Call for papers: Race, Biopolitics and the Genres of the Human
Northeast Modern Language Association 51st Annual Convention, March 5-8, 2020
Chair: Nazia Manzoor, University at Albany, SUNY (email@example.com)
What is politics’ relationship with the human? Contemporary politics’ reliance on unequal and uneven distribution of power—characterized by an intersectional relationship among capital, racism, migratory constraints, colonialism and violence—is dependent upon an older, systemic hierarchization of humans as a political subject. For Michel Foucault, biopower is fundamentally a modern concept where the modern man’s political presence is no longer an additional capacity for being human but rather, an essence of life itself. Both Foucault and Georgio Agamben trace a trajectory of repeated conditions and situations in Western history through a self-reflexive project that identifies the human as ‘just’ political subject—a trend that demands further investigation.
With Alexander Weheliye’s inclusion of race as the constituent category of the human and black feminist theory’s critique of the exclusion of nonwhite subjects into the category of human dominating current scholarship on race and biopolitics, this panel seeks to look back on classic literature from the eighteenth-century to rethink some of the earlier literary explorations of race and biopolitics.
Through critical engagement with theories of race, postcoloniality, subalternity, gender and sexuality, and post-humanism, the papers presented in the panel wish to engage with the current crisis of the shifting configurations of the non-human racial other. As displaced peoples, migrants and refugees grapple with the ability to lay claim to full-human status, as they are re-segregated and re-excluded from the juridical realm and as newer forms of institutionalized, militarized ideas of the human become the norm, this panel proposes that turning towards the past could be a way through which we can stay within the trouble of the present.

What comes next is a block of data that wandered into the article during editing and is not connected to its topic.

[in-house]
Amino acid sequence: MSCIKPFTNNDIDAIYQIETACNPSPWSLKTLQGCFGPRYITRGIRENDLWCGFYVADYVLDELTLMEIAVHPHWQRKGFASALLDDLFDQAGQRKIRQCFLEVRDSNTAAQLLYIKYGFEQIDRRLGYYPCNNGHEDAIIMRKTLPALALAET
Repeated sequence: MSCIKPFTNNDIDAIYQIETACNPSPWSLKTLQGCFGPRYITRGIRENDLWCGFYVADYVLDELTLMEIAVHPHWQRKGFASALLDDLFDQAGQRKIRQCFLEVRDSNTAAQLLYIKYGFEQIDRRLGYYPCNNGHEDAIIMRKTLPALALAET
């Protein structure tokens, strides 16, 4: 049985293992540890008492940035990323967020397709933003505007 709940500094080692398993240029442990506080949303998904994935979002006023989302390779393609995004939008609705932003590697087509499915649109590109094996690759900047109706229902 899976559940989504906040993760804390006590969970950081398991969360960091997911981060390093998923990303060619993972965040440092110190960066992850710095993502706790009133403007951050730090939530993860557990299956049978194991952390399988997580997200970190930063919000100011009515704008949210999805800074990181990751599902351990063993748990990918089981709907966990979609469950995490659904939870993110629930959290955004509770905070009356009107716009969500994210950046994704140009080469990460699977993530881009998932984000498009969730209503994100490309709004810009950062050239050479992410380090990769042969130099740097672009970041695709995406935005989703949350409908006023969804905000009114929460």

To that end, we encourage scholars to submit abstracts (300 words) that engage with the topic of race, biopolitics and the eighteenth-century construction of the human. The session will follow the traditional format, with 3-4 participants, reading a formal paper of 15-20 minutes (2500-3000 words), followed by Q&A. The deadline for submissions is September 30, 2019.
To submit, please visit: https://www.cfplist.com/nemla/Home/CFP.
Detailed information about abstract can be found at: http://www.buffalo.edu/nemla/convention/callforpapers/submit.html
~Nazia Manzoor is a third-year Ph.D. student at the Department of English, University at Albany. SUNY. Her dissertation project explores the conceptual and theoretical role of race in the construction of the human as a political subject.